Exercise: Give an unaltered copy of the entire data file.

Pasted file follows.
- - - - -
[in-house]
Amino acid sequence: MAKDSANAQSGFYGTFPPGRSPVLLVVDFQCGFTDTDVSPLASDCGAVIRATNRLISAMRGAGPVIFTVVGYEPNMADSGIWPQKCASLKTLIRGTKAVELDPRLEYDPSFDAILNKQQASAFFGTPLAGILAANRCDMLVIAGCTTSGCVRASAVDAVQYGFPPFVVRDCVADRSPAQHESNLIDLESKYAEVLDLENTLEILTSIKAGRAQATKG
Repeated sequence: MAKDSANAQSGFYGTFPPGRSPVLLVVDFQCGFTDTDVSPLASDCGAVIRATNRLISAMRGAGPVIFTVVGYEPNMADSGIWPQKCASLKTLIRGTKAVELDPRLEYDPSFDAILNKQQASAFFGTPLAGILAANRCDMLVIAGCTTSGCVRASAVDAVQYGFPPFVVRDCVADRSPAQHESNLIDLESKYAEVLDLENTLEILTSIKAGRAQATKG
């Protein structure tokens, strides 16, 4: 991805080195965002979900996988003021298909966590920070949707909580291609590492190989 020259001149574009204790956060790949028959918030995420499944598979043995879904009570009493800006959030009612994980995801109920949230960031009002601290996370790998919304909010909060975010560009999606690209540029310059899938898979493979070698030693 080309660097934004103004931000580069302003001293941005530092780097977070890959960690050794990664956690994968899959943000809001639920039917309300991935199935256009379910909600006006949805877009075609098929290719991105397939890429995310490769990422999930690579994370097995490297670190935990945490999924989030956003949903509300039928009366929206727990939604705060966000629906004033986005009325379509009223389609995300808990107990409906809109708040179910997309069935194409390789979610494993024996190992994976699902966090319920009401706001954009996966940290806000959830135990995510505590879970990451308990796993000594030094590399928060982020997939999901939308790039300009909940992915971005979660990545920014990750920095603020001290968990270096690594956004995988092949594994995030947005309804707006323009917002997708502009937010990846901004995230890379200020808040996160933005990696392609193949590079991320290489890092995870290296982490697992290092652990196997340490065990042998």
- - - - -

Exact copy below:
[in-house]
Amino acid sequence: MAKDSANAQSGFYGTFPPGRSPVLLVVDFQCGFTDTDVSPLASDCGAVIRATNRLISAMRGAGPVIFTVVGYEPNMADSGIWPQKCASLKTLIRGTKAVELDPRLEYDPSFDAILNKQQASAFFGTPLAGILAANRCDMLVIAGCTTSGCVRASAVDAVQYGFPPFVVRDCVADRSPAQHESNLIDLESKYAEVLDLENTLEILTSIKAGRAQATKG
Repeated sequence: MAKDSANAQSGFYGTFPPGRSPVLLVVDFQCGFTDTDVSPLASDCGAVIRATNRLISAMRGAGPVIFTVVGYEPNMADSGIWPQKCASLKTLIRGTKAVELDPRLEYDPSFDAILNKQQASAFFGTPLAGILAANRCDMLVIAGCTTSGCVRASAVDAVQYGFPPFVVRDCVADRSPAQHESNLIDLESKYAEVLDLENTLEILTSIKAGRAQATKG
């Protein structure tokens, strides 16, 4: 991805080195965002979900996988003021298909966590920070949707909580291609590492190989 020259001149574009204790956060790949028959918030995420499944598979043995879904009570009493800006959030009612994980995801109920949230960031009002601290996370790998919304909010909060975010560009999606690209540029310059899938898979493979070698030693 080309660097934004103004931000580069302003001293941005530092780097977070890959960690050794990664956690994968899959943000809001639920039917309300991935199935256009379910909600006006949805877009075609098929290719991105397939890429995310490769990422999930690579994370097995490297670190935990945490999924989030956003949903509300039928009366929206727990939604705060966000629906004033986005009325379509009223389609995300808990107990409906809109708040179910997309069935194409390789979610494993024996190992994976699902966090319920009401706001954009996966940290806000959830135990995510505590879970990451308990796993000594030094590399928060982020997939999901939308790039300009909940992915971005979660990545920014990750920095603020001290968990270096690594956004995988092949594994995030947005309804707006323009917002997708502009937010990846901004995230890379200020808040996160933005990696392609193949590079991320290489890092995870290296982490697992290092652990196997340490065990042998």